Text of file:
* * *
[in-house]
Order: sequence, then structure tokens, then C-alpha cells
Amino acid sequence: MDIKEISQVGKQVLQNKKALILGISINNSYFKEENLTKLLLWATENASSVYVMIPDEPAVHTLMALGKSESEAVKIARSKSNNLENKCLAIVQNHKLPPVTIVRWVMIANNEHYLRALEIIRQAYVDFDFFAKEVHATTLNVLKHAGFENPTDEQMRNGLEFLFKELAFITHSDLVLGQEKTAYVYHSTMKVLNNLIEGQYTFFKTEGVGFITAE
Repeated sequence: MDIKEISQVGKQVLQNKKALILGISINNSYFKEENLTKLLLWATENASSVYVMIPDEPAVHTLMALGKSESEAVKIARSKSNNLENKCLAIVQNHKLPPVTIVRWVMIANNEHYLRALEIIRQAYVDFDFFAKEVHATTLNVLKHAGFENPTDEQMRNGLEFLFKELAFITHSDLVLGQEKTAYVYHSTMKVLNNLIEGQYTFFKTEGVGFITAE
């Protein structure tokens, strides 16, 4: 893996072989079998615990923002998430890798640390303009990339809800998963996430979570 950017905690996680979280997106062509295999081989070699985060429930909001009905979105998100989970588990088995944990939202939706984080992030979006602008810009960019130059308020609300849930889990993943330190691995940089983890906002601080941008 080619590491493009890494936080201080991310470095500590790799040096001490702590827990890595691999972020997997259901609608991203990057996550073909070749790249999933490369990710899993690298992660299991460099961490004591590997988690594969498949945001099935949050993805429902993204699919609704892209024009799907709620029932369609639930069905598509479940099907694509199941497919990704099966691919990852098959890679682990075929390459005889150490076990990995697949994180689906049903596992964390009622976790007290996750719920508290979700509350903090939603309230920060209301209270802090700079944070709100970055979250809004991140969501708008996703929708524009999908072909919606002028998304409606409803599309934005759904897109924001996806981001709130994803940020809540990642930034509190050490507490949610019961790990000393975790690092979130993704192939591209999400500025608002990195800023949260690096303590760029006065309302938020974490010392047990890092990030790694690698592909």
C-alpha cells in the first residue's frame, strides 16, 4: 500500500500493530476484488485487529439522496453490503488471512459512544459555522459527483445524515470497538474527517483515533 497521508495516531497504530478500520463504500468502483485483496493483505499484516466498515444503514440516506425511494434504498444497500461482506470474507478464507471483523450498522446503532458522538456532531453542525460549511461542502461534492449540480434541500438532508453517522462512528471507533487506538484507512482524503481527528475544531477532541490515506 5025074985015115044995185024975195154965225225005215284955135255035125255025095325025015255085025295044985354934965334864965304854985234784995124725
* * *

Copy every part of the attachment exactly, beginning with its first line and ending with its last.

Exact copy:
[in-house]
Order: sequence, then structure tokens, then C-alpha cells
Amino acid sequence: MDIKEISQVGKQVLQNKKALILGISINNSYFKEENLTKLLLWATENASSVYVMIPDEPAVHTLMALGKSESEAVKIARSKSNNLENKCLAIVQNHKLPPVTIVRWVMIANNEHYLRALEIIRQAYVDFDFFAKEVHATTLNVLKHAGFENPTDEQMRNGLEFLFKELAFITHSDLVLGQEKTAYVYHSTMKVLNNLIEGQYTFFKTEGVGFITAE
Repeated sequence: MDIKEISQVGKQVLQNKKALILGISINNSYFKEENLTKLLLWATENASSVYVMIPDEPAVHTLMALGKSESEAVKIARSKSNNLENKCLAIVQNHKLPPVTIVRWVMIANNEHYLRALEIIRQAYVDFDFFAKEVHATTLNVLKHAGFENPTDEQMRNGLEFLFKELAFITHSDLVLGQEKTAYVYHSTMKVLNNLIEGQYTFFKTEGVGFITAE
């Protein structure tokens, strides 16, 4: 893996072989079998615990923002998430890798640390303009990339809800998963996430979570 950017905690996680979280997106062509295999081989070699985060429930909001009905979105998100989970588990088995944990939202939706984080992030979006602008810009960019130059308020609300849930889990993943330190691995940089983890906002601080941008 080619590491493009890494936080201080991310470095500590790799040096001490702590827990890595691999972020997997259901609608991203990057996550073909070749790249999933490369990710899993690298992660299991460099961490004591590997988690594969498949945001099935949050993805429902993204699919609704892209024009799907709620029932369609639930069905598509479940099907694509199941497919990704099966691919990852098959890679682990075929390459005889150490076990990995697949994180689906049903596992964390009622976790007290996750719920508290979700509350903090939603309230920060209301209270802090700079944070709100970055979250809004991140969501708008996703929708524009999908072909919606002028998304409606409803599309934005759904897109924001996806981001709130994803940020809540990642930034509190050490507490949610019961790990000393975790690092979130993704192939591209999400500025608002990195800023949260690096303590760029006065309302938020974490010392047990890092990030790694690698592909």
C-alpha cells in the first residue's frame, strides 16, 4: 500500500500493530476484488485487529439522496453490503488471512459512544459555522459527483445524515470497538474527517483515533 497521508495516531497504530478500520463504500468502483485483496493483505499484516466498515444503514440516506425511494434504498444497500461482506470474507478464507471483523450498522446503532458522538456532531453542525460549511461542502461534492449540480434541500438532508453517522462512528471507533487506538484507512482524503481527528475544531477532541490515506 5025074985015115044995185024975195154965225225005215284955135255035125255025095325025015255085025295044985354934965334864965304854985234784995124725